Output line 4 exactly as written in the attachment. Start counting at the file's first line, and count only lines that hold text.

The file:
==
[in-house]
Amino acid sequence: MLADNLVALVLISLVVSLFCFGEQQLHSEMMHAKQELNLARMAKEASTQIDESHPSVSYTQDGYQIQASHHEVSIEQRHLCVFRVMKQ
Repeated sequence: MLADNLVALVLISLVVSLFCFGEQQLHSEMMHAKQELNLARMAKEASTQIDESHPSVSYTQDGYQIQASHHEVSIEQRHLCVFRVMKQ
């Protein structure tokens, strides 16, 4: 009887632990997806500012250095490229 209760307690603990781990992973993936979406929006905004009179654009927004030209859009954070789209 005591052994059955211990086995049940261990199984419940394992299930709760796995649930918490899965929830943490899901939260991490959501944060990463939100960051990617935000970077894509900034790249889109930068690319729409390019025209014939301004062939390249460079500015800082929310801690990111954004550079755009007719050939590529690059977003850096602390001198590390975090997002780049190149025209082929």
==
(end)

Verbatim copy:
């Protein structure tokens, strides 16, 4: 009887632990997806500012250095490229 209760307690603990781990992973993936979406929006905004009179654009927004030209859009954070789209 005591052994059955211990086995049940261990199984419940394992299930709760796995649930918490899965929830943490899901939260991490959501944060990463939100960051990617935000970077894509900034790249889109930068690319729409390019025209014939301004062939390249460079500015800082929310801690990111954004550079755009007719050939590529690059977003850096602390001198590390975090997002780049190149025209082929």